On May 13 after 12:30 p.m., I was walking on campus towards McGill Hall.
In front of McGill Hall, across the beautiful open area where the beautiful tall trees stand, were two magnificent incense cedar trees. I say were, because at that very moment as I was walking peacefully, unconscious people were in the process of tearing them down. The University of Montana has been cutting down lots of these magnificent trees over the last three or more years. Why? More buildings? More money?
The majority of people in the world today are environmentally aware. We care about nature, we care about Mother Earth. We do what we can, no matter how small our efforts are, to take care of this beautiful planet we all share for all of the generations that come after us.
The actions of these people tearing down those two magnificent trees is only a symptom in the process of forgetting their connection and dependence on the earth for sustaining all life, including theirs.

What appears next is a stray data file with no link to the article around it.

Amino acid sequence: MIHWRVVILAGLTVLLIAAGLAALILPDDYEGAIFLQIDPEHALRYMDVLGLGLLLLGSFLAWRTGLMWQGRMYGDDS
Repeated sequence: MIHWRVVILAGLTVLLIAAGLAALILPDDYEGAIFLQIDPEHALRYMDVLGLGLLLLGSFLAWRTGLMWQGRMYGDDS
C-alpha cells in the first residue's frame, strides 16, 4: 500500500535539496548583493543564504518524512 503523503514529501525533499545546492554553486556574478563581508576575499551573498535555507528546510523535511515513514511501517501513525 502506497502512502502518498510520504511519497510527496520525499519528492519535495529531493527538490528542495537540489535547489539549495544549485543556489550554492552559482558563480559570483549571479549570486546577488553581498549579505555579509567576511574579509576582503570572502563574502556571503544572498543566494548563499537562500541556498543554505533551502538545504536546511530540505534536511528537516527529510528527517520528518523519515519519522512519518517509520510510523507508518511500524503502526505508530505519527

They have forgotten their connection to the planet. They have forgotten their connection to all that is sacred.
They chose to do this action after finals week and after the graduation commencement ceremonies, when there were much fewer people on campus to witness their crimes against humanity. However, I witnessed it. I wasn't the only one. There was a class meeting outside in the open area nearby. They witnessed it also. I was distraught and angry. After all, we all live in this beautiful garden together. What about the birds and bees and squirrels who depended on these trees? Who will speak for them? When are people going to wake up to their own destruction? When is enough, enough?
Nan Cohen, Missoula